Women CAN outearn men in finance. But only after 50
Everyone knows there’s a gender pay gap in finance. What most people don’t know is that it disappears when you hit 50.
That’s what ancillary data from our salary and bonus survey shows. Our salary and bonus survey forms the statistical basis of our annual compensation report, and received responses from 3,500 industry professionals.
Our results show that, before the age of 50, the gender pay gap ranges from women earning just 42% of men's average total compensation aged between of 31-35 at its most extreme, to women earning “just” 27% less than men when they're aged between 20-25. At those ages, men make $145k and $412k respectively, whilst women make $106k and $175k, respectively.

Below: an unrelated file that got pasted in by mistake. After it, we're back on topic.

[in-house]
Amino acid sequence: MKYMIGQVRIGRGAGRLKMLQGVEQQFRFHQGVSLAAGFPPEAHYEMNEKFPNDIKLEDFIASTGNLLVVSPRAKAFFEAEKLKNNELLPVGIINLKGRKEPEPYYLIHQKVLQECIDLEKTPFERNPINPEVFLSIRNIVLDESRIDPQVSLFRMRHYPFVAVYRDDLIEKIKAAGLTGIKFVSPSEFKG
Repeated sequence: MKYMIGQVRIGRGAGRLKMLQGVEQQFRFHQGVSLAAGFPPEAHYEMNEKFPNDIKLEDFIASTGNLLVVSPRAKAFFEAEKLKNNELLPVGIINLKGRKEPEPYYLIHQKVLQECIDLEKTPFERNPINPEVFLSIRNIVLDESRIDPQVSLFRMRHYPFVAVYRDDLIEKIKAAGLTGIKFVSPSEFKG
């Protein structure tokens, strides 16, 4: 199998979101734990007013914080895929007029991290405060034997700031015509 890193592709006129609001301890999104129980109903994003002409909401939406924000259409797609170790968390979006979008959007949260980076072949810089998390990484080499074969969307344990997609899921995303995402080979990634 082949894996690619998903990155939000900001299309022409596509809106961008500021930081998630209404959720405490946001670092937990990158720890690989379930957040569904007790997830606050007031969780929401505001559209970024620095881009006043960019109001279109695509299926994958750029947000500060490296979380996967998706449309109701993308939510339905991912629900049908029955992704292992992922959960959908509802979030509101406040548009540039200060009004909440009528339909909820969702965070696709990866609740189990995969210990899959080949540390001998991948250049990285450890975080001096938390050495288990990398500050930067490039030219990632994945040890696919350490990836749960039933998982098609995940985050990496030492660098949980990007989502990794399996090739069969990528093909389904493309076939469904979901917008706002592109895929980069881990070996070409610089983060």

After the age of 50, things switch around. Women in this age category earn, on average, higher than people in any other demographic category. That increase is mostly due to significantly higher salaries, though; bonuses are lower than men's.
What makes older women such high earners, particularly when it comes to salary? That seems to be a product of the types of roles women do in finance. Our data also showed that women are more prevalent in jobs with greater longevity (eg. compliance, operations, and risk), where salaries are more likely to rise in line with tenure and bonuses but are typically lower than in the front office.
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